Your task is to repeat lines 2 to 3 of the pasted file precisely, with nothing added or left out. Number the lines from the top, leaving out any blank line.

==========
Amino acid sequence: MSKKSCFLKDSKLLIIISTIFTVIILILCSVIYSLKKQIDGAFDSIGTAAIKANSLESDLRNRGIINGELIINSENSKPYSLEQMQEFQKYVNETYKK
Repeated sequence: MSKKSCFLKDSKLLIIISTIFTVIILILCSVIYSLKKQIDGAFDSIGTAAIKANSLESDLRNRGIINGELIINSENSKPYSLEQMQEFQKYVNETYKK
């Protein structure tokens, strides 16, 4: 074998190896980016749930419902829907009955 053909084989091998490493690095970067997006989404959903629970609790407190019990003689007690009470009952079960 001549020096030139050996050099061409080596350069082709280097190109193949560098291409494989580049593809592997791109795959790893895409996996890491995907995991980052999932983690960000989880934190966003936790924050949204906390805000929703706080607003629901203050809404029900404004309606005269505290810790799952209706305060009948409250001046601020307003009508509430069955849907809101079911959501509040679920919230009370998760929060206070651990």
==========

Repeated sequence: MSKKSCFLKDSKLLIIISTIFTVIILILCSVIYSLKKQIDGAFDSIGTAAIKANSLESDLRNRGIINGELIINSENSKPYSLEQMQEFQKYVNETYKK
């Protein structure tokens, strides 16, 4: 074998190896980016749930419902829907009955 053909084989091998490493690095970067997006989404959903629970609790407190019990003689007690009470009952079960 001549020096030139050996050099061409080596350069082709280097190109193949560098291409494989580049593809592997791109795959790893895409996996890491995907995991980052999932983690960000989880934190966003936790924050949204906390805000929703706080607003629901203050809404029900404004309606005269505290810790799952209706305060009948409250001046601020307003009508509430069955849907809101079911959501509040679920919230009370998760929060206070651990």